A RURAL lifeline in Herefordshire could be forced to close its doors unless urgent action is taken as energy bills soar.

Sonya Cary and her team of volunteers have created a lifeline for people living in rural Herefordshire over the years.

The Pontrilas postmistress has been working to tackle loneliness and malnutrition in over 20 surrounding villages through her community interest company, C.A.R.E. CIC, and now heads up not only the Post Office, but also a gym, shop, cafe, and lunch club.

In 2020, the dedicated postmistress even received royal recognition for her efforts during the coronavirus pandemic, which included arranging deliveries of food and prescriptions for the vulnerable, providing Zoom gym sessions, and launching a telephone wellness service for people to ring if they need a chat, receiving the British Empire Medal.

But now, Ms Cary has said, rising energy bills are threatening to overwhelm her social enterprise, and could force the closure of a rural lifeline offering a warm and safe place for people to meet, eat, and keep fit.

She has seen her bills double in just a year, with energy for the post office alone costing £1,000 per month, and a total bill for the entire premises, including the gym, shop, and cafe, set to reach a staggering £3,500 per month by January.

The enterprise, a registered charity, is largely self-funding, with some funding from the Post Office, and is not designed to be a profit-making business, leaving it with very tight margins as costs mount.

"That will see this crumble and close. It is more than I can bear," Ms Cary said.

"I can't put prices up because then the people we support might not eat.

"I know this will tip us over the edge."

Ms Cary is calling on the Government to step in now to stop the closure of enterprises like hers, which work to help elderly people remain fit, well, and in their homes.

"I am passionate about embracing the elderly here. They can come here and they know they can meet up and catch up," she said.

"Everything we do saves the NHS. We combat loneliness, social isolation, and malnutrition."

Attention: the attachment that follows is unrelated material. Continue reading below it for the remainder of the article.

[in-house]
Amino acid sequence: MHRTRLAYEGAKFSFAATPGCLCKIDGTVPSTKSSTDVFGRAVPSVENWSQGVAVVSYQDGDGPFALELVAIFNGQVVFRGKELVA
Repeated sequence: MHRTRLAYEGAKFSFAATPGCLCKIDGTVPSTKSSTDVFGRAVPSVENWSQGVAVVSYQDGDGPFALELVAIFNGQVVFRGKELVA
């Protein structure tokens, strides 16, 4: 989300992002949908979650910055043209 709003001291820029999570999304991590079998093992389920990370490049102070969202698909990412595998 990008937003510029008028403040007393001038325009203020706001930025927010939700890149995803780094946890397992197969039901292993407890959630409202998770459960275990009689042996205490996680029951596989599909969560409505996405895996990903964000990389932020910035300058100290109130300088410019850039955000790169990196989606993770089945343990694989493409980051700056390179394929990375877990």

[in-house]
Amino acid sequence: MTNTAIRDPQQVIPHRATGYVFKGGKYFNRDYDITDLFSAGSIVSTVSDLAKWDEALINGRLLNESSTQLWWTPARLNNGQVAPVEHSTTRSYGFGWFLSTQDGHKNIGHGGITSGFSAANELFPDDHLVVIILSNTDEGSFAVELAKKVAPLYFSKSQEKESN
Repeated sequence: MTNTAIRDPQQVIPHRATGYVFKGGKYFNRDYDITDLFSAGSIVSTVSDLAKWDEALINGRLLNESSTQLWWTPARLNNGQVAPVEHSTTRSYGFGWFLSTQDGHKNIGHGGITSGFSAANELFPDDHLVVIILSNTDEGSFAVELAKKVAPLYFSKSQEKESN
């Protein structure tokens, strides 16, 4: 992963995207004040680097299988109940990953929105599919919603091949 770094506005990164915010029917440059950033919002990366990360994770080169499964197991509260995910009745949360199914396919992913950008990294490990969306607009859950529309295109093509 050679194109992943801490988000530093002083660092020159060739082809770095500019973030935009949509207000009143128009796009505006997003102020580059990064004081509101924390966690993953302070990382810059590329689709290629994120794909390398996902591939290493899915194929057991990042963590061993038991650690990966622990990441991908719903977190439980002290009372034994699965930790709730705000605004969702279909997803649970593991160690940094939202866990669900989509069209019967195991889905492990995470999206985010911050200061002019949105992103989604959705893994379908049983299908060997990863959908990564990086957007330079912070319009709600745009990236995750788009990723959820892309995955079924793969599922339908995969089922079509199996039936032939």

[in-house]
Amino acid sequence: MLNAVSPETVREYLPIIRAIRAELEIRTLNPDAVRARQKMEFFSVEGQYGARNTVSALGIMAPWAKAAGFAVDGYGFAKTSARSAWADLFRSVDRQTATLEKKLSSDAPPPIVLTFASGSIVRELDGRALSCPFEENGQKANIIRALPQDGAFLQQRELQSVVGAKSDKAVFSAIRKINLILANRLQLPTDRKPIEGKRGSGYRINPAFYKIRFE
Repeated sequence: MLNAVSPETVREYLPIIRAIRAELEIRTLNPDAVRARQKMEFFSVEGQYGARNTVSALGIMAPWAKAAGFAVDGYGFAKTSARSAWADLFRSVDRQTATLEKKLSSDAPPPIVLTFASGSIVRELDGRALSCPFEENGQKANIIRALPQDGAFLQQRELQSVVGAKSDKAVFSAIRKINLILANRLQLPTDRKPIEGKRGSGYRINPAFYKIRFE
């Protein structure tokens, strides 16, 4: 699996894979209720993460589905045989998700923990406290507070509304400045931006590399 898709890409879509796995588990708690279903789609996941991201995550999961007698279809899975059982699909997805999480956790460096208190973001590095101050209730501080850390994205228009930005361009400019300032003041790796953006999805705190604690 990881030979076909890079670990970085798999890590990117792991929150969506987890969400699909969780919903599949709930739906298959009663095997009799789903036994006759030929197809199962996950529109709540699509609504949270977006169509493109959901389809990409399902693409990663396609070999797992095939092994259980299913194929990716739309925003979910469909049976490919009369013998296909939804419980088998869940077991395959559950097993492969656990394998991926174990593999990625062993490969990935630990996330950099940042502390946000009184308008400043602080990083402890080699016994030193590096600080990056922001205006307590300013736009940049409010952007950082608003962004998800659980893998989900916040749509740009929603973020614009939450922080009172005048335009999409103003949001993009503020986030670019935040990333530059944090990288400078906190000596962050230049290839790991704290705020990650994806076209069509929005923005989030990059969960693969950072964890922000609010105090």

And it is not just the elderly that Ms Cary and her volunteers support, with younger members of the community also welcome.

"I know the negative impact it will have if we have to close," Ms Cary said.

"We support 23 villages, and we have a very elderly and sparse population. The effect it will have on mental health is awful."


Nationally, the Post Office has warned, thousands of branches are at risk of buckling under the strain of rising bills.

It is calling on the Government to extend its current support on energy bills beyond the end of March 2023.

Typical post office energy bills have gone up by 249 per cent and are set to rise by a minimum of £6,000-£8,000 next year, if the current support stops in March.

To date, the Energy Bill Relief Scheme (EBRS) has helped cap the increase in energy bills for post offices, which has been a lifeline for thousands of Postmasters. The Government is now reviewing the scheme to determine which businesses are most vulnerable and merit continued support, with a decision expected by the end of December.

Post Office chief executive Nick Read said: "With over 11,500 branches across all four nations of the UK, post offices are catalysts for social but also economic activity. Together we generate almost £5bn in economic impact nationwide, supporting businesses of all sizes, thousands of jobs and delivering vital services. But our Postmasters are not immune to the profound cost-of-living crisis and escalating energy bills, and they need help to survive this winter and beyond.

"Government should not overlook the important role they play in the economy and in keeping us all connected – both nationally and in every local community across the country – and we strongly urge them to extend the Energy Bill Relief Scheme support in place for post offices beyond 31 March 2023.”

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